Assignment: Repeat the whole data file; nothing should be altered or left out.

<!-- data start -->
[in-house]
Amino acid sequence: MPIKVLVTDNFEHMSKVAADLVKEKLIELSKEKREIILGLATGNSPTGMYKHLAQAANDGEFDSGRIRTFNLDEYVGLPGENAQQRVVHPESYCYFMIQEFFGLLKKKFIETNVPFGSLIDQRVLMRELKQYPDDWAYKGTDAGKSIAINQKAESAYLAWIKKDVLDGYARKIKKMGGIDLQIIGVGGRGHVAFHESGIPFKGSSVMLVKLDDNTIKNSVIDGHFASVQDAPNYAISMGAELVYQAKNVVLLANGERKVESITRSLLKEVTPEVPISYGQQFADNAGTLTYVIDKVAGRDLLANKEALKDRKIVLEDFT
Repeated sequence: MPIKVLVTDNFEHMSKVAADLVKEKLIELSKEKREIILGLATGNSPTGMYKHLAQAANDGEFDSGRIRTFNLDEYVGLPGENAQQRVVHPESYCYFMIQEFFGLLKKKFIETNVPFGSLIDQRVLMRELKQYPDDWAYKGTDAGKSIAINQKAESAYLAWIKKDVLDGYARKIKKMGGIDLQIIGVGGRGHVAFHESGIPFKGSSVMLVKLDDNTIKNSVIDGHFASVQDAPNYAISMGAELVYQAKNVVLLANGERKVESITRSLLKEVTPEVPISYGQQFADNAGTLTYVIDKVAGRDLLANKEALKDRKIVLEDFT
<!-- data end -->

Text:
[in-house]
Amino acid sequence: MPIKVLVTDNFEHMSKVAADLVKEKLIELSKEKREIILGLATGNSPTGMYKHLAQAANDGEFDSGRIRTFNLDEYVGLPGENAQQRVVHPESYCYFMIQEFFGLLKKKFIETNVPFGSLIDQRVLMRELKQYPDDWAYKGTDAGKSIAINQKAESAYLAWIKKDVLDGYARKIKKMGGIDLQIIGVGGRGHVAFHESGIPFKGSSVMLVKLDDNTIKNSVIDGHFASVQDAPNYAISMGAELVYQAKNVVLLANGERKVESITRSLLKEVTPEVPISYGQQFADNAGTLTYVIDKVAGRDLLANKEALKDRKIVLEDFT
Repeated sequence: MPIKVLVTDNFEHMSKVAADLVKEKLIELSKEKREIILGLATGNSPTGMYKHLAQAANDGEFDSGRIRTFNLDEYVGLPGENAQQRVVHPESYCYFMIQEFFGLLKKKFIETNVPFGSLIDQRVLMRELKQYPDDWAYKGTDAGKSIAINQKAESAYLAWIKKDVLDGYARKIKKMGGIDLQIIGVGGRGHVAFHESGIPFKGSSVMLVKLDDNTIKNSVIDGHFASVQDAPNYAISMGAELVYQAKNVVLLANGERKVESITRSLLKEVTPEVPISYGQQFADNAGTLTYVIDKVAGRDLLANKEALKDRKIVLEDFT